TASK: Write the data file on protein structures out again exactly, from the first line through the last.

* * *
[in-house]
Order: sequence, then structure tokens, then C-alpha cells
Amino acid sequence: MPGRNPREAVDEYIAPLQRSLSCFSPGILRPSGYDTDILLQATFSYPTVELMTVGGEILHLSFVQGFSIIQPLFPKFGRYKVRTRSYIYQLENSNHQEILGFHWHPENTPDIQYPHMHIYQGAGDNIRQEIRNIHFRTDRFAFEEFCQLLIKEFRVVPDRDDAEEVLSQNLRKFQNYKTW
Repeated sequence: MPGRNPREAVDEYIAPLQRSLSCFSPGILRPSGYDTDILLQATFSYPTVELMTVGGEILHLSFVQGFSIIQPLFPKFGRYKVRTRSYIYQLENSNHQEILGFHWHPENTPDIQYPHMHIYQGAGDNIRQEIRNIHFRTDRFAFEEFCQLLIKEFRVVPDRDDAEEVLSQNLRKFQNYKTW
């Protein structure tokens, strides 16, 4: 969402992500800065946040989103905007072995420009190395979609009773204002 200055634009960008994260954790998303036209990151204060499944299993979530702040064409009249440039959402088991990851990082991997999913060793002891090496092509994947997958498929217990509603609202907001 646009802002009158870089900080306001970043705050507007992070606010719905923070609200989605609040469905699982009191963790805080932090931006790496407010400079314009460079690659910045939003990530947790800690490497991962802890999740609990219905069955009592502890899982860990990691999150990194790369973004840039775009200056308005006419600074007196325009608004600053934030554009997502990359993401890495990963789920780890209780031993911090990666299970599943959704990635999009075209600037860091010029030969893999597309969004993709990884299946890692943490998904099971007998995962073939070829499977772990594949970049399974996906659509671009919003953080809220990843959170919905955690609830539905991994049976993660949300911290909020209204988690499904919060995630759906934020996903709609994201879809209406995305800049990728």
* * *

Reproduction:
[in-house]
Order: sequence, then structure tokens, then C-alpha cells
Amino acid sequence: MPGRNPREAVDEYIAPLQRSLSCFSPGILRPSGYDTDILLQATFSYPTVELMTVGGEILHLSFVQGFSIIQPLFPKFGRYKVRTRSYIYQLENSNHQEILGFHWHPENTPDIQYPHMHIYQGAGDNIRQEIRNIHFRTDRFAFEEFCQLLIKEFRVVPDRDDAEEVLSQNLRKFQNYKTW
Repeated sequence: MPGRNPREAVDEYIAPLQRSLSCFSPGILRPSGYDTDILLQATFSYPTVELMTVGGEILHLSFVQGFSIIQPLFPKFGRYKVRTRSYIYQLENSNHQEILGFHWHPENTPDIQYPHMHIYQGAGDNIRQEIRNIHFRTDRFAFEEFCQLLIKEFRVVPDRDDAEEVLSQNLRKFQNYKTW
């Protein structure tokens, strides 16, 4: 969402992500800065946040989103905007072995420009190395979609009773204002 200055634009960008994260954790998303036209990151204060499944299993979530702040064409009249440039959402088991990851990082991997999913060793002891090496092509994947997958498929217990509603609202907001 646009802002009158870089900080306001970043705050507007992070606010719905923070609200989605609040469905699982009191963790805080932090931006790496407010400079314009460079690659910045939003990530947790800690490497991962802890999740609990219905069955009592502890899982860990990691999150990194790369973004840039775009200056308005006419600074007196325009608004600053934030554009997502990359993401890495990963789920780890209780031993911090990666299970599943959704990635999009075209600037860091010029030969893999597309969004993709990884299946890692943490998904099971007998995962073939070829499977772990594949970049399974996906659509671009919003953080809220990843959170919905955690609830539905991994049976993660949300911290909020209204988690499904919060995630759906934020996903709609994201879809209406995305800049990728």